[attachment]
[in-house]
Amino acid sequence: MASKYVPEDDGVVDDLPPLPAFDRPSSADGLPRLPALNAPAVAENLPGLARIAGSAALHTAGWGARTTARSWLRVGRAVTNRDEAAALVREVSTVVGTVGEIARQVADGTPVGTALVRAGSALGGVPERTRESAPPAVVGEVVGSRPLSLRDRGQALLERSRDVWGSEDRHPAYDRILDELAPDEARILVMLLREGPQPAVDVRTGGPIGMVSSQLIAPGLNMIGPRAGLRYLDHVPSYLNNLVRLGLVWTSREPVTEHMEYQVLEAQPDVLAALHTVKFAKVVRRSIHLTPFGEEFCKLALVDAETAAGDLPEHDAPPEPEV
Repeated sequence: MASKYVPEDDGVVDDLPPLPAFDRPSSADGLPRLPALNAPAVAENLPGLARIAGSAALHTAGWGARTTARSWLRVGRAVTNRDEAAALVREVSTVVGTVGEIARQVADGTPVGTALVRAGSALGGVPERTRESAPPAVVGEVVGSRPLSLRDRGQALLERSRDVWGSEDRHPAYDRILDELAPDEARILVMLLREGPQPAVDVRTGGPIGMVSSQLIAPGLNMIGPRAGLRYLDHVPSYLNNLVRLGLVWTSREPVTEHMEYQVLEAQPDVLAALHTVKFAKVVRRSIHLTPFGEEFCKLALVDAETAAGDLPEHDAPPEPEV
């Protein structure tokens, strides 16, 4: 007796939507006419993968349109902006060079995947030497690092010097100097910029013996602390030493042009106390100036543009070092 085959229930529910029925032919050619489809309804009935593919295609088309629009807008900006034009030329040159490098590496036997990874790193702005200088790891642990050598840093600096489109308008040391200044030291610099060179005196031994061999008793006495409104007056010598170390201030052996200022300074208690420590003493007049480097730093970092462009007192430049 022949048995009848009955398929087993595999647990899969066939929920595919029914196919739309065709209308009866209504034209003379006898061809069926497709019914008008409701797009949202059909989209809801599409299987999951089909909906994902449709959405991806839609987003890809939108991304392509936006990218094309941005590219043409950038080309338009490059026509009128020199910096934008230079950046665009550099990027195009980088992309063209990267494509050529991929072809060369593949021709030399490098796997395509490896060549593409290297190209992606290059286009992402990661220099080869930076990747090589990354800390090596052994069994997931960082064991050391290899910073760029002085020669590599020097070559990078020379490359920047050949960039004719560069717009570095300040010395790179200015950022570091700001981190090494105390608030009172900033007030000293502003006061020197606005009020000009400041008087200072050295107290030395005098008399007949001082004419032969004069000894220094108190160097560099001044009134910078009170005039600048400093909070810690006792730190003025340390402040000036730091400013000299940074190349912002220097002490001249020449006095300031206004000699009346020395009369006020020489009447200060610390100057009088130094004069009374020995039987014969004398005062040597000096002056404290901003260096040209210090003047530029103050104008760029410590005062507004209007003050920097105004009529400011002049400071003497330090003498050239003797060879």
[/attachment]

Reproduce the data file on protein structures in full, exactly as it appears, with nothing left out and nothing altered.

[in-house]
Amino acid sequence: MASKYVPEDDGVVDDLPPLPAFDRPSSADGLPRLPALNAPAVAENLPGLARIAGSAALHTAGWGARTTARSWLRVGRAVTNRDEAAALVREVSTVVGTVGEIARQVADGTPVGTALVRAGSALGGVPERTRESAPPAVVGEVVGSRPLSLRDRGQALLERSRDVWGSEDRHPAYDRILDELAPDEARILVMLLREGPQPAVDVRTGGPIGMVSSQLIAPGLNMIGPRAGLRYLDHVPSYLNNLVRLGLVWTSREPVTEHMEYQVLEAQPDVLAALHTVKFAKVVRRSIHLTPFGEEFCKLALVDAETAAGDLPEHDAPPEPEV
Repeated sequence: MASKYVPEDDGVVDDLPPLPAFDRPSSADGLPRLPALNAPAVAENLPGLARIAGSAALHTAGWGARTTARSWLRVGRAVTNRDEAAALVREVSTVVGTVGEIARQVADGTPVGTALVRAGSALGGVPERTRESAPPAVVGEVVGSRPLSLRDRGQALLERSRDVWGSEDRHPAYDRILDELAPDEARILVMLLREGPQPAVDVRTGGPIGMVSSQLIAPGLNMIGPRAGLRYLDHVPSYLNNLVRLGLVWTSREPVTEHMEYQVLEAQPDVLAALHTVKFAKVVRRSIHLTPFGEEFCKLALVDAETAAGDLPEHDAPPEPEV
């Protein structure tokens, strides 16, 4: 007796939507006419993968349109902006060079995947030497690092010097100097910029013996602390030493042009106390100036543009070092 085959229930529910029925032919050619489809309804009935593919295609088309629009807008900006034009030329040159490098590496036997990874790193702005200088790891642990050598840093600096489109308008040391200044030291610099060179005196031994061999008793006495409104007056010598170390201030052996200022300074208690420590003493007049480097730093970092462009007192430049 022949048995009848009955398929087993595999647990899969066939929920595919029914196919739309065709209308009866209504034209003379006898061809069926497709019914008008409701797009949202059909989209809801599409299987999951089909909906994902449709959405991806839609987003890809939108991304392509936006990218094309941005590219043409950038080309338009490059026509009128020199910096934008230079950046665009550099990027195009980088992309063209990267494509050529991929072809060369593949021709030399490098796997395509490896060549593409290297190209992606290059286009992402990661220099080869930076990747090589990354800390090596052994069994997931960082064991050391290899910073760029002085020669590599020097070559990078020379490359920047050949960039004719560069717009570095300040010395790179200015950022570091700001981190090494105390608030009172900033007030000293502003006061020197606005009020000009400041008087200072050295107290030395005098008399007949001082004419032969004069000894220094108190160097560099001044009134910078009170005039600048400093909070810690006792730190003025340390402040000036730091400013000299940074190349912002220097002490001249020449006095300031206004000699009346020395009369006020020489009447200060610390100057009088130094004069009374020995039987014969004398005062040597000096002056404290901003260096040209210090003047530029103050104008760029410590005062507004209007003050920097105004009529400011002049400071003497330090003498050239003797060879």